Estimating the Impact of the US Citizenship and Immigration Facility on Metrorail

February 24th, 2016 Leave a comment Go to comments

The Federal Government is the region’s single largest employer, and where it chooses to locate its jobs has huge implications for ridership, revenue, and the local operating subsidy.

We recently detailed why the Federal government’s location decisions matter so much to Metro – and you, the taxpayers who help support WMATA through your local taxes.  We’re always keeping an eye on moves within the region and certainly hopeful that any major moves (whether they are in the public sector or private sector) locate near Metrorail.  That’s because locating near Metrorail increases ridership, increases farebox revenue, and lowers the (your) taxpayer burden to support Metro.

Naturally, the news about GSA’s upcoming decision on the location of the US Citizenship and Immigration Services complex (USCIS) caught our eye and wonkiness.  We wanted to know about how much ridership and revenue the different options might generate.

US-Citizenship-and-Immigration-790x320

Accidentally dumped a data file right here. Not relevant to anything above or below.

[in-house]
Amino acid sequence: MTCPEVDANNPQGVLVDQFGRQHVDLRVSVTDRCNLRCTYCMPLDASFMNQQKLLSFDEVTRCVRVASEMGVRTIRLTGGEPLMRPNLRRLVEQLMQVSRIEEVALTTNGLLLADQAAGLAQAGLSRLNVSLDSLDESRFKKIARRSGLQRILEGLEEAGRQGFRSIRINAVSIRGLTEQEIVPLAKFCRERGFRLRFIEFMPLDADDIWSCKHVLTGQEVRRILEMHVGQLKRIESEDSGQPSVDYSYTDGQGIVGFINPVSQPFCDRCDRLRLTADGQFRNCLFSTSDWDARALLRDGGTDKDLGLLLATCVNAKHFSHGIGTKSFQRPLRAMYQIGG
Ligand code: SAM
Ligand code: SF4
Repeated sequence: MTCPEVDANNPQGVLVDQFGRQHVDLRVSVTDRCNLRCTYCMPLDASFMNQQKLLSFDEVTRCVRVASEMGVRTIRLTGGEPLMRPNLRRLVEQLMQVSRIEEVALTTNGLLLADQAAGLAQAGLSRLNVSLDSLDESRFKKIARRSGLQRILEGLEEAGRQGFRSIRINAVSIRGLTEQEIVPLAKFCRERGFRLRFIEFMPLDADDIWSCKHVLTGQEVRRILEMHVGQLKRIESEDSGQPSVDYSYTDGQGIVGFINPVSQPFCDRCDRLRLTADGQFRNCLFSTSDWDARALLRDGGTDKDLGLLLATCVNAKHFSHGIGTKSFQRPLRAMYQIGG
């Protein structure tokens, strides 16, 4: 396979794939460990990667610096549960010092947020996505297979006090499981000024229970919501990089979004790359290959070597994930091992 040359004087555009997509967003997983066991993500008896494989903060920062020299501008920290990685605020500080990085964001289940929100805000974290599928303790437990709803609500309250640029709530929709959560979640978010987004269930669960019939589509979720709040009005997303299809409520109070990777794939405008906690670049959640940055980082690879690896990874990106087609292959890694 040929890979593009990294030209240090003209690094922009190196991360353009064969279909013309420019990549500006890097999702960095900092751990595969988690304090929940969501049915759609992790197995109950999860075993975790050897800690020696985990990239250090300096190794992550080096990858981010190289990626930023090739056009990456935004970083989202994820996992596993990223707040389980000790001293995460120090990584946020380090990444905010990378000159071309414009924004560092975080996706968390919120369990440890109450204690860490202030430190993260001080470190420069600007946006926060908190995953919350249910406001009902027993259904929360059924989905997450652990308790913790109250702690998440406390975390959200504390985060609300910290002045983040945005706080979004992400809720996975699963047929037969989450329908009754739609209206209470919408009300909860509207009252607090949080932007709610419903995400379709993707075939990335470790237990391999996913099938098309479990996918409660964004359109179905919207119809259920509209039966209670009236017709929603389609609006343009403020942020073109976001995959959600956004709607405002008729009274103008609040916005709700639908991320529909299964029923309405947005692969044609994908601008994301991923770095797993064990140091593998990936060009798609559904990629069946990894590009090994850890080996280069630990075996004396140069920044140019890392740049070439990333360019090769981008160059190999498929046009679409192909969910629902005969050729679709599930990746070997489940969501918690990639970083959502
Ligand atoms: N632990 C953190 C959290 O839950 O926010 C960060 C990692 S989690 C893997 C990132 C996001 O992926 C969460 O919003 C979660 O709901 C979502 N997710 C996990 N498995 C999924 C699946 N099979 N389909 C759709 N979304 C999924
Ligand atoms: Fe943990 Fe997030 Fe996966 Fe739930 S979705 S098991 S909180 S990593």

(Note, the WaPo article indicates – “The project calls for 575,000 square feet of Metro-accessible office space and a 15-year lease in either the District, Crystal City, Pentagon City or Prince George’s County south of Route 4. It would bring more than 3,000 jobs and substantial property tax revenue to the winning jurisdiction.”)

We don’t know exactly where the potential location in “the District” might be, but here’s what our Land Use-Ridership Model tell us so far about the other sites.  Putting 3,000 new jobs at any of these sites would produce roughly the same amount of ridership, about 1,000 new trips per day and rail mode share of the building at approximately 15-20%.  The bigger difference from Metrorail’s point of view is likely that the Prince George’s County locations would attract ridership when/where we have plenty of excess capacity on the rails already.  That means filling seats that are otherwise going to be empty.

Preliminarily, the modeling suggest the following (all numbers are average weekday):

  • Crystal City: 900 net new trips
  • Pentagon City: 1,000 net new trips
  • Naylor Road: 1,100 net new trips
  • Branch Ave: 1,000 net new trips

As far as revenues go, the higher the trip count, the greater the revenue impact to Metro.  For the above options, the revenue would be roughly $750,000 to $1,000,000 per year, with the further out stations bringing in the most revenue.  The twinkling star: if this ends up being a great TOD project sitting right near the station, we could see ridership numbers nearly double these estimates.

What do you think about the pros and cons of this site selection decision?

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